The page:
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Query syntax

Hello,

Can someone explain the different between the two lines of code marked below in terms of the way the grouping is:


with cte as (
 select 
  -1 as kli_kliniknr,
  max(m.MeasurementDate) as MeasurementDate, 
  SUM(NumberOfMeasurements) as NumberOfMeasurements,
  SUM(NumberOfMen) as NumberOfMen,
  SUM(NumberOfWomen) as NumberOfWomen,

  -- What is the difference between these two rows?
  avg( Q1 * NumberOfMeasurements / NumberOfMeasurements) as Q1,
  sum( Q1 * NumberOfMeasurements) / sum(NumberOfMeasurements) as Q1x,

from [BPSD].[dbo].[MeasurementStatisticsPerUnit] m
group by m.MeasurementDate )
 
select * from cte ;

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0
soozh
Asked:
soozh
3 Solutions
 
plusone3055Commented:
-- What is the difference between these two rows?
  avg( Q1 * NumberOfMeasurements / NumberOfMeasurements) as Q1,
  sum( Q1 * NumberOfMeasurements) / sum(NumberOfMeasurements) as Q1x,

Row 1 is AVERAGING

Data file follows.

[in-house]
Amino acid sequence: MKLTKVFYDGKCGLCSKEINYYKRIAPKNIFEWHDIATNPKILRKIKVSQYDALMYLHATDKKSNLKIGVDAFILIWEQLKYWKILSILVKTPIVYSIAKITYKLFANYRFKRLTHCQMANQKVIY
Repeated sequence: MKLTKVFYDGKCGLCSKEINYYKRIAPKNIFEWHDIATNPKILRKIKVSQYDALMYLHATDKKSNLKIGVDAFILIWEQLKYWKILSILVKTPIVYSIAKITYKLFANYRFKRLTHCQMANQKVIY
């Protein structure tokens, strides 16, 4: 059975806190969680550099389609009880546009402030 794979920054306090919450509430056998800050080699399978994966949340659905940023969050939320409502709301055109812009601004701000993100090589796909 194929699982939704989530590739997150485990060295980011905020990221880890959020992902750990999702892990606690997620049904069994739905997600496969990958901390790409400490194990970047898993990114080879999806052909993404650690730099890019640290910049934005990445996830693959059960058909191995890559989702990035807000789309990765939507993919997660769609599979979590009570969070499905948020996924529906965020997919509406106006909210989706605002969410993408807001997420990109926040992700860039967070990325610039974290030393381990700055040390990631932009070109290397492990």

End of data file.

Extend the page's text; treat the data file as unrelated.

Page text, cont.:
Row2 is SUMING

Row1  AVERAGE (Q1 * number of measurements / number of mesaurements
Row2  (its adding all together)  SUM(q1 * numberof measurements / SUM(numberof measurements)
0
 
Dale FyeCommented:
The AVG line is simply taking the average of the values of Q1.  The NumberOfMeasurements/Number of Measurements aspect of that element cancel each other out.

The Sum line looks like it is actually taking what most analysts would call the "weighted average".  This is determined by taking the sum of a value times the number of occurances of that value, and then dividing by the total number of measurements (the Sum(NumberOfMeasurements) figure).  So, if your table or query contains data like:

Q1     NumOfMeas
5                2
6                3
7               4

The first line would compute to the average of three elements)
AVG(5*2/2 , 6*3/3, 7*4/4) = 6

But the second method would compute as:
SUM(5*2, 6*3, 7*4)/Sum(2, 3, 4) = (10+18+28)/9 = 56/9 = 6.2222.
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Scott PletcherSenior DBACommented:
The first one is a simple average of Q1 ["* NumberOfMeasurements / NumberOfMeasurements" will always cancel each other out]

The second one, as Dale noted, is a different type of average, and could yield results quite different from the simple average.
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